Bad security decisions could lead to enormous costs and significant business disruptions for any company, regardless of size. The constant drumbeat of news stories about breaches, malware attacks, and other cyber scenarios only serves to raise the level of anxiety. Because of this, companies looking to start or extend their use of cloud-based solutions quickly come to the question of security. Do cloud-based solutions expose companies to higher security risks? Or are cloud-based systems more secure than on-premises alternatives?
There is, in fact, no single answer to the question of whether cloud technology is more secure than on-prem technology. The better question for companies to ask is whether cloud-based providers have configured their solution correctly.
Ultimately, cloud solutions that have been configured correctly are more secure than on-prem solutions. This can be explained as “the power of one.”
Configurations for Optimal Security
Setting up a software-defined perimeter offers a single protected entry point for end-users at the application layer while keeping infrastructure layers invisible and out of harm’s way. But not all cloud providers work this way — even some of the best-known enterprise cloud-based tools manage security at the database layer instead.
Because of the differences in approach and maturity among cloud providers, companies should be prepared to ask cloud providers tough due diligence questions about how they protect their underlying data and infrastructure. Do not fall into the trap of approaching security as a matter of faith in providers.
Especially in a world where user-managed devices and remote access are common, companies should not adopt cloud solutions without knowing exactly how users can get in, what they see, and how their access is managed. Cloud providers should manage these dimensions with the same discipline for their own internal users as for client end-users.
The Power of One
The power of one reduces the points of attack (i.e., the threat surface) that a bad actor could potentially exploit. Defending one gate is easier than 1,000 doors and windows. When new vulnerabilities emerge, it is also easier to remediate that one gate than to check and patch 1,000 smaller entry points.
Well-designed cloud-native applications simplify the process of reinforcing or patching, too. New threats emerge all the time, and hackers are extremely clever. When new vulnerabilities appear, having one secured codebase fanned out to many allows the many to benefit from the one. One investment in a security fix cascades to every user. Compare that to having multiple instances of an application and multiple versions to manage. Permutations of the number of vulnerabilities times the number of instances times the number of versions of the code base spiral out of control quickly. Such complexity leaves application owners more brittle and more exposed to threats for longer periods of time.
While it is easier to protect just one gate, that gate still needs to be properly protected, and this is where a buyer’s level of maturity and security capabilities comes into account. For example, if user “jsmith” has used the password “1111” for their laptops and every account since 2010, no amount of cloud provider security can protect their credentials from compromise. It’s not just about the providers companies choose — it’s also about their mindset and how well they manage their own user and network policies.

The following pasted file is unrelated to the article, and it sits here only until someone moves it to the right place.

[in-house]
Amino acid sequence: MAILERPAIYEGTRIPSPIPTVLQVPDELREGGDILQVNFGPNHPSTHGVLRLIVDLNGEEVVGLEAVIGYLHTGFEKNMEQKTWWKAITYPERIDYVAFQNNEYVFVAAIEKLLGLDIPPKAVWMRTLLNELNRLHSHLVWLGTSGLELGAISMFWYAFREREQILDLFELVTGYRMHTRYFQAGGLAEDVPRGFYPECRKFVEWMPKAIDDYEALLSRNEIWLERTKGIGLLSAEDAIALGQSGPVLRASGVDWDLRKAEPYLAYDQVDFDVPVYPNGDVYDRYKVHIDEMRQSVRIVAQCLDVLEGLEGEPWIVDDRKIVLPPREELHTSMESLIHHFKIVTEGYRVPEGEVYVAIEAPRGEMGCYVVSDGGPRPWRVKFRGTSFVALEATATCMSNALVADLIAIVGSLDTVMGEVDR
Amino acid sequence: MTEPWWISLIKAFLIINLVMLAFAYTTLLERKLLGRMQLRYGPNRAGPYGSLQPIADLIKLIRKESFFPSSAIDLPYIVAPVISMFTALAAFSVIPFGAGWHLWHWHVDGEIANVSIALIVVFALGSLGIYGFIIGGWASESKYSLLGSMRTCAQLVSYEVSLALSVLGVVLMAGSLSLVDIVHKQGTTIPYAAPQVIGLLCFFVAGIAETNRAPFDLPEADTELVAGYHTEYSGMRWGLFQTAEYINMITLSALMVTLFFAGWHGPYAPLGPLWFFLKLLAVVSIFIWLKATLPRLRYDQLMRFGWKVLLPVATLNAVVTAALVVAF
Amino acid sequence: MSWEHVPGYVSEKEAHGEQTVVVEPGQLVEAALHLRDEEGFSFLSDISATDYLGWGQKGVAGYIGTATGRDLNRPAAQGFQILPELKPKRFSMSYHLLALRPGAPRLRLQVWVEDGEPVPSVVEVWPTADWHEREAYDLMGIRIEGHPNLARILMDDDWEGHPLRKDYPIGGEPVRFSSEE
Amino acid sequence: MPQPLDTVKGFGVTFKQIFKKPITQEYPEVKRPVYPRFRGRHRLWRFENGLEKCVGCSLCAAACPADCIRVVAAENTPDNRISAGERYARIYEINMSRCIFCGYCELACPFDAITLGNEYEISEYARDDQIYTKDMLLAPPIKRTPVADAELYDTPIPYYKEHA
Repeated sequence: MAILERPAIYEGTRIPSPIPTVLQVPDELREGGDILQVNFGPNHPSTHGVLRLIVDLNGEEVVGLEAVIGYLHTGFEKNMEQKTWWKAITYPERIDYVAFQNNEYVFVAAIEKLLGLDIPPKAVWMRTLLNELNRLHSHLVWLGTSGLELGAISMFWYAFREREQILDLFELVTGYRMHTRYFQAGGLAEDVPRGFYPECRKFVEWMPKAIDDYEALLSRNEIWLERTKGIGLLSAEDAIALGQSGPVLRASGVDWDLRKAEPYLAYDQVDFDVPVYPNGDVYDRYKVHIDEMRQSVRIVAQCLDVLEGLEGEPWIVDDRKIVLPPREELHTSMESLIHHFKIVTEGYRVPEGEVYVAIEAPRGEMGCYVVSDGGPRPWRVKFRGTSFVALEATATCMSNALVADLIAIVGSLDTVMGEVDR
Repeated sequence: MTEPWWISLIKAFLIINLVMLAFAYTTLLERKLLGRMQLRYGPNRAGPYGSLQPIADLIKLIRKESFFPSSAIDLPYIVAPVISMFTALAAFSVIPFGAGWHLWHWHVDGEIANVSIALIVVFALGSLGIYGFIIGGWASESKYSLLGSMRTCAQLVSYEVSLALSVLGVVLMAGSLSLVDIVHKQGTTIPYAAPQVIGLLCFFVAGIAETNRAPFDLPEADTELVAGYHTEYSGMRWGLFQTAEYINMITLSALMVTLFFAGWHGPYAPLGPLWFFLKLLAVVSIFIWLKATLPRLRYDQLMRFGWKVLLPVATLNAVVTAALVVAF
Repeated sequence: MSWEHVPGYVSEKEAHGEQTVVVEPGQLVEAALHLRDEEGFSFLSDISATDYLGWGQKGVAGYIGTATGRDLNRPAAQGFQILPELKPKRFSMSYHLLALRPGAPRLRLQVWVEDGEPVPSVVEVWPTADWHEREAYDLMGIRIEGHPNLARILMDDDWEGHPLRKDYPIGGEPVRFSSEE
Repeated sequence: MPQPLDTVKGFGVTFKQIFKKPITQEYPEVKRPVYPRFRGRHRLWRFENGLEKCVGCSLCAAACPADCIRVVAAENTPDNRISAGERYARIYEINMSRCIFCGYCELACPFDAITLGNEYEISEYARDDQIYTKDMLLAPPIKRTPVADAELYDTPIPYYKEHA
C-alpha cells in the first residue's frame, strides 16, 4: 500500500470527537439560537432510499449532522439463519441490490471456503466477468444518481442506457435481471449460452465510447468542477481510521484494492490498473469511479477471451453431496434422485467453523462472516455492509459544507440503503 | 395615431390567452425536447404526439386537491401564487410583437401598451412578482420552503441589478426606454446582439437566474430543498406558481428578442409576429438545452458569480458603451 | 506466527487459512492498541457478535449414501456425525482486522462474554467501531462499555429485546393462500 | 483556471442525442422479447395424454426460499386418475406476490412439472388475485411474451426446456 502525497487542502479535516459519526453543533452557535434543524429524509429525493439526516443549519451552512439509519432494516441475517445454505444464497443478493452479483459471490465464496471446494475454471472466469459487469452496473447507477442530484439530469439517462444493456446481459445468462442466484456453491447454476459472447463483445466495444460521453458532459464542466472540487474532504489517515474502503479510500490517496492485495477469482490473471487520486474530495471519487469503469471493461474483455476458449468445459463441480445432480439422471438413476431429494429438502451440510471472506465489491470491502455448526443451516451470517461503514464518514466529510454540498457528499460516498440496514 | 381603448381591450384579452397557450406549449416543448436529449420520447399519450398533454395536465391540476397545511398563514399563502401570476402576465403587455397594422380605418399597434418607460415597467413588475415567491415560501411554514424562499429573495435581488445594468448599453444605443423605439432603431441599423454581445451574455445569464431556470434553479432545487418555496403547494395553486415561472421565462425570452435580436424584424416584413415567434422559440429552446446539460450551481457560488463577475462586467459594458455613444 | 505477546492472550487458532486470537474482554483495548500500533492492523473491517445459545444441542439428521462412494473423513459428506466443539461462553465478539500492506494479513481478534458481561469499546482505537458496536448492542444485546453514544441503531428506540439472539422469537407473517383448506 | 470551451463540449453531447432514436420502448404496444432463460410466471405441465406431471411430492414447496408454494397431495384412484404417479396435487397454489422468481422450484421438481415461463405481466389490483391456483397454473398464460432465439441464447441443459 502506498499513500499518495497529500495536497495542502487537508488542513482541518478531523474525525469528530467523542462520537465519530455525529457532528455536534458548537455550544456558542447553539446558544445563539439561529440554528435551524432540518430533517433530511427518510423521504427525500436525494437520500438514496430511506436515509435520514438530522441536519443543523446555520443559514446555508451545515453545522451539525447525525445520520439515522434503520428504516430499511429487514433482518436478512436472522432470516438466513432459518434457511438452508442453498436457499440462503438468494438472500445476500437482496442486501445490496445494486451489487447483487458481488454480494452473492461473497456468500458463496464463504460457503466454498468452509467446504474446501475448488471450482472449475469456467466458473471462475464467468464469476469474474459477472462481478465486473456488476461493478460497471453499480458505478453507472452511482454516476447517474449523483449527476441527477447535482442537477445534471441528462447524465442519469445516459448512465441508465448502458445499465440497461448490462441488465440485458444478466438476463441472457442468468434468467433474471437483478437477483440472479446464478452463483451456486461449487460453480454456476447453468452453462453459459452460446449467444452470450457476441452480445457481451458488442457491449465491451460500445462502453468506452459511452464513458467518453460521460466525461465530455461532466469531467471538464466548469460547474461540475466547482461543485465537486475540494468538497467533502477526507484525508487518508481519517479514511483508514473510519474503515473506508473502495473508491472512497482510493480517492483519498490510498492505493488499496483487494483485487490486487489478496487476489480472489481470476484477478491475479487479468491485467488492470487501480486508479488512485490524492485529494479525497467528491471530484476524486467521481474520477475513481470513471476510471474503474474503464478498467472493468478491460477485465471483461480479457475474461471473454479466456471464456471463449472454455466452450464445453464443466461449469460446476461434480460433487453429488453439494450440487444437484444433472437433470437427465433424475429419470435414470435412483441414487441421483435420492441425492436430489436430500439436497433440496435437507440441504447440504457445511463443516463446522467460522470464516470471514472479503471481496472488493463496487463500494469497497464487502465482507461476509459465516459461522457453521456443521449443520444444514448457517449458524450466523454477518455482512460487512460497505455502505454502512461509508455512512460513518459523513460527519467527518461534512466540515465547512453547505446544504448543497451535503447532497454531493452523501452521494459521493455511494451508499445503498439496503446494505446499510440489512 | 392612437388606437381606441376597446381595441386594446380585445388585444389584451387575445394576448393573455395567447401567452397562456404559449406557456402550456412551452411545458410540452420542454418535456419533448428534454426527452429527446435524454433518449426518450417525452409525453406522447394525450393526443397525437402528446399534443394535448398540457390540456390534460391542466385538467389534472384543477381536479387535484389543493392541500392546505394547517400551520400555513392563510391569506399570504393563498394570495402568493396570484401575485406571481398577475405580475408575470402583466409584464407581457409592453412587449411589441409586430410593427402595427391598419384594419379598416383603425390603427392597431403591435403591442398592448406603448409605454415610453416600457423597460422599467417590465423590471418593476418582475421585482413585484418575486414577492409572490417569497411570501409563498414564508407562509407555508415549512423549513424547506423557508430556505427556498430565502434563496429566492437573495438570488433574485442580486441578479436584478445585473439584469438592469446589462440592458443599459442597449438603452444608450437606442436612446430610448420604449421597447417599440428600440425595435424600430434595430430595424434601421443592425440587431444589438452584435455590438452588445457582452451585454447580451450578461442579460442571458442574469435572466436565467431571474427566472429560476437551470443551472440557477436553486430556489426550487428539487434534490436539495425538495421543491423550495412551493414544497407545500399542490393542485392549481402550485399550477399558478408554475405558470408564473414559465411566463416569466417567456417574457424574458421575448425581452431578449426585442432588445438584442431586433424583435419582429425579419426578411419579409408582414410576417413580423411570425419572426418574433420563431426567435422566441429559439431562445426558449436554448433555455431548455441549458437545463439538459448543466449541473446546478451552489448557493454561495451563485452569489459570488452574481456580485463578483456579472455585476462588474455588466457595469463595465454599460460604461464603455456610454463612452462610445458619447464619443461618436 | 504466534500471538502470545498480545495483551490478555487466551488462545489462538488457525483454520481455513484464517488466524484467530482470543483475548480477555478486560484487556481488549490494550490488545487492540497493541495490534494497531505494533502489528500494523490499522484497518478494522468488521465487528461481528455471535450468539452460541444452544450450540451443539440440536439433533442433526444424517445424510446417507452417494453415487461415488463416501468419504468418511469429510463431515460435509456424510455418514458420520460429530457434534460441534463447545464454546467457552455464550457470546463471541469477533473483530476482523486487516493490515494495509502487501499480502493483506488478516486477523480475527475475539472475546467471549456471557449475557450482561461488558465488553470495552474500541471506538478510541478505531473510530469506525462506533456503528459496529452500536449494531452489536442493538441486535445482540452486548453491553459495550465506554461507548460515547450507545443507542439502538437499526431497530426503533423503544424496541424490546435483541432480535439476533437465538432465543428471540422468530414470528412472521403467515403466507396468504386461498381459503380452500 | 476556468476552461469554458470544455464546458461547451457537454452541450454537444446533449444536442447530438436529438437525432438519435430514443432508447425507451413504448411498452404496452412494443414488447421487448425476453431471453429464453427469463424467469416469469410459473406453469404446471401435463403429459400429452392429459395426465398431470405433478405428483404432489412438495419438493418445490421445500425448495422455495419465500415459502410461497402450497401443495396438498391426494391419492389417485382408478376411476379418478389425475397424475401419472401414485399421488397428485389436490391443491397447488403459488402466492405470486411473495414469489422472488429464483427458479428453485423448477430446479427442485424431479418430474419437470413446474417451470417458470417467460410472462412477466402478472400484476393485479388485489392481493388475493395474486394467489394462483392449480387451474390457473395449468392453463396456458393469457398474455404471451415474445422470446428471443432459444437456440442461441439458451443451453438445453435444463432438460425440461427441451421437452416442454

Cloud Security Doesn’t Just Happen
Cloud security is a two-way street between the user and provider. For novice cloud buyers, the good news is that there are tools to help companies get up the learning curve more quickly.
For example, the National Institute of Standards and Technology (NIST) offers a robust cybersecurity framework that organizations can adopt. There are other models as well, developed by various national governments, industry groups, or international organizations such as ISO (specifically ISO/IEC 27001). There are also vendor management and due diligence platforms that potential buyers of cloud technology can readily adopt.
Simply put, a user’s commitment to security and investment in secure architecture creates a real advantage, be they novice or long-term cloud adopters. And in turn, that advantage maximizes the power of one effect of the cloud.
Thomas Kim was named CEO in early 2020 to build upon Enfusion’s success as an industry-leading technology provider in the investment management industry. With more than 25 years’ experience in the capital markets, Thomas recently served at Bridgewater Associates for over 7 years, most notably as COO of the Investment Engine Group. Prior to joining Bridgewater Associates, Thomas held a wide range of executive roles at global sell side institutions, Lehman Brothers and UNX as well as leading fintech firms Tassat, TradingScreen, Macgregor and Merrin Financial/ADP. Thomas holds a degree from the American University.